Oh, I think And it was really about really taught in classes because at least in my college experience, a lot of it was around like, case studies, right? And these case studies are really about companies that have made it into the billions, right? Yeah. It doesn’t really talk about the early days. And that zero to one phase. And I think that is what I wish I could have been taught because I was figuring all this stuff out. On my own right, from something very basic to be like, what is what is like the best way to incorporate a company? What’s the best state right? What’s the best legal information? Nobody teaches you that? Right? They don’t they only talk about like, oh, when you have 500 employees? How do you talk about like, employee management, right? So I think really, that zero to one phases is really missing. And that’s why I went to a startup accelerator. In Silicon Valley. It’s alert all
Jeff Malec 10:53
which was at accelerator. It’s called 500. Startups. Got it? And so we have 1847, what’s the one here in Chicago?
Anthony Zhang 11:03
The there’s, there’s a few good ones that are all around the world. And I think the main thing that those accelerators bring, other than just the money is really the network, right? Like, the alumni network of founders that have gone through that accelerator that you can get in touch with as well as the investor network, right? It’s a it’s a strong signal, if you go through a top accelerator, because the investors know that the company and the founders are pre vetted in a sense,
Jeff Malec 11:34
right, and you kind of know, the table stakes. So yeah, how to get the basics done. So that leads me to a new worked with Peter Thiel a little bit or had some interactions with him. Yeah, what do you think about his model of like, right, because basically just said, No one, no college classes teaching any of this? So why not just go straight to the accelerator? Learn all the startup stuff and start the business? If you’re smart enough, why not skip college?
Anthony Zhang 11:57
Yeah. And that’s what he enabled me to do. Right? Yeah. He gave me the teal Fellowship, which gave me the both the I think the sort of level of confidence in being like, hey, you know, being a teal fellow has certain benefits, gives you the ability to have certain doors open, and also the money, right, I was able to get $100,000 of a grant money from him to find myself dropping out, figuring out what was next, which turned out to be the accelerator program, and then also find my way through the accelerator program, and being able to use the money from the accelerator to go fully into the business instead of into my living expenses.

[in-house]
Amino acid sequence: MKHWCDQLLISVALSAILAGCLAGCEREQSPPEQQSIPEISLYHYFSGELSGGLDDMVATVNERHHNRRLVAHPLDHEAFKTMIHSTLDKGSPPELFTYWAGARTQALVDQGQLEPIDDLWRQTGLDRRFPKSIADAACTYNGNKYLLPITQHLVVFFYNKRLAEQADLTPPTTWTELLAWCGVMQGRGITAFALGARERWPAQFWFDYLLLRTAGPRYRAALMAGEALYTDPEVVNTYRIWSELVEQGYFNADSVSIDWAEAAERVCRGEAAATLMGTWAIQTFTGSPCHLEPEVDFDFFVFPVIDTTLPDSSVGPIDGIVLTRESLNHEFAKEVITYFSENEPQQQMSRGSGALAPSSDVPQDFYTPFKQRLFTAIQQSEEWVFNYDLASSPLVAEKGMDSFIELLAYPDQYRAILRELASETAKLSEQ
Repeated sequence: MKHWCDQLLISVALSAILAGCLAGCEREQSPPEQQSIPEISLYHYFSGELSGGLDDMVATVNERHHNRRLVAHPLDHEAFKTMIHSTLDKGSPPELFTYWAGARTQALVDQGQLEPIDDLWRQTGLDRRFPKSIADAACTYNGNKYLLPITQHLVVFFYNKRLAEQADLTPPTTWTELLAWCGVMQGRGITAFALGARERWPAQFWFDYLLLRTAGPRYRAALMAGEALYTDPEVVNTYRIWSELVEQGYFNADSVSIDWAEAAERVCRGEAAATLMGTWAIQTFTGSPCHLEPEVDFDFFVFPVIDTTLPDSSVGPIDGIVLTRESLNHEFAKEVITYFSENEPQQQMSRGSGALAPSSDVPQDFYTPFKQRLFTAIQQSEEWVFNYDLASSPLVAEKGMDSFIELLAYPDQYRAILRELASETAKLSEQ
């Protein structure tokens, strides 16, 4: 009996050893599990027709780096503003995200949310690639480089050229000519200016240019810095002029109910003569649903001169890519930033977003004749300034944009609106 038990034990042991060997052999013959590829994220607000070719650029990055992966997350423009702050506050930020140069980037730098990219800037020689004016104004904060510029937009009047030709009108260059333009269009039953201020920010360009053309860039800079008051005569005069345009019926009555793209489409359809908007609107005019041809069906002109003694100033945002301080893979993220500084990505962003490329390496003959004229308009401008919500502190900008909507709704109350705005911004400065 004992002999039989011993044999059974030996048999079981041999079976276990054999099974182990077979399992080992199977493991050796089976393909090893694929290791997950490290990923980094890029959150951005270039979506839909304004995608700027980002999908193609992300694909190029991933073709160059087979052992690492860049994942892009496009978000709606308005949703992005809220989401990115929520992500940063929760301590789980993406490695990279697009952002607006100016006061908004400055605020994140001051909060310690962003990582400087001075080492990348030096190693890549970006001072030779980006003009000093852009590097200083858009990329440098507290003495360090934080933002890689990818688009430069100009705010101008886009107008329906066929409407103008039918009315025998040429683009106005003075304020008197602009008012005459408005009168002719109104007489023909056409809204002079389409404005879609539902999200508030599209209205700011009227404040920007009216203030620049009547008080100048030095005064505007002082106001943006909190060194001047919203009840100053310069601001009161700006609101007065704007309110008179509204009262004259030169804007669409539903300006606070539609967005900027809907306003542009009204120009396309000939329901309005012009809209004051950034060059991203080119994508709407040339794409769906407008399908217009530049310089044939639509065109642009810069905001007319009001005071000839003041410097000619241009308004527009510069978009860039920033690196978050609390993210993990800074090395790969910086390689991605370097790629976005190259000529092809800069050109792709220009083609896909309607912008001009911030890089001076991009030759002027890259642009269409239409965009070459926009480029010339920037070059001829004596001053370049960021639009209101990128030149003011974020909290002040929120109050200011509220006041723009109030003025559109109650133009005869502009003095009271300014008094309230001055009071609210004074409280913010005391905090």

Jeff Malec 12:42
What number of that program really, was that early on in the program?
Anthony Zhang 12:46
That was pretty early on? I mean, yeah, it to fellowship started, I think, I think, like 11 years ago, and I was definitely one of the maybe the first five or six cohorts that
Jeff Malec 12:58
and how many has he done since then, every single
Anthony Zhang 13:00
year, he takes about 20 to 25 students, or high school or college, I think you have to be under 22 to be able to receive it. And the only condition is you can’t be enrolled in school once you accept it.
Jeff Malec 13:15
Got it? Did you ever go back get your degree or anything?
Anthony Zhang 13:19
No, that was a conversation with the parents. Right? Like, what what I got it because they’re like, Wait, this is awesome. But you know, the condition about leaving college where I was very academic in high school, you know, it was, it was there on scholarship, too, and putting all that away, and I kind of position it more as like, Hey, this is just putting it on hold, right, my credits are still there, and everything else is still there. It’s not like I can’t come back to college at a time. So those credits are still on hold for me at USC still to the state. But I don’t, I don’t think I can go back.
Jeff Malec 13:57
It’s just crazy to me, right? Like other people in your shoes are taking on hundreds of 1000s of debt, getting into this huge hole and you’re actually getting paid to go start the business. So it’s like,
Anthony Zhang 14:08
that was my thoughts. Exactly. I’m like, instead of spending my parents money, or being in debt, I’m actually making money to kind of get get to where I want to be anyways. And I know that’s kind of industry specific with being wanting to start a business right. Like you can’t really get without a degree in law or or med school, right that you kind of need to go through all four years. And but a lot of other industries you might not.
Jeff Malec 14:36
Yeah, which who knows, college seems to be sort of broken. I think on all these dead no one can really get into the right schools they want to get into. Yeah,
Anthony Zhang 14:45
it’s so competitive these days. Like I have a younger brother. He’s almost seven years younger than me. And I remember just helping him through the college application process was I was like, Oh my God, I don’t think I would have gotten into you see, like, seven years later because every one’s got president of club ABC. Everyone’s got perfect scores. And you just need to do so much more to stand out these days.
Jeff Malec 15:08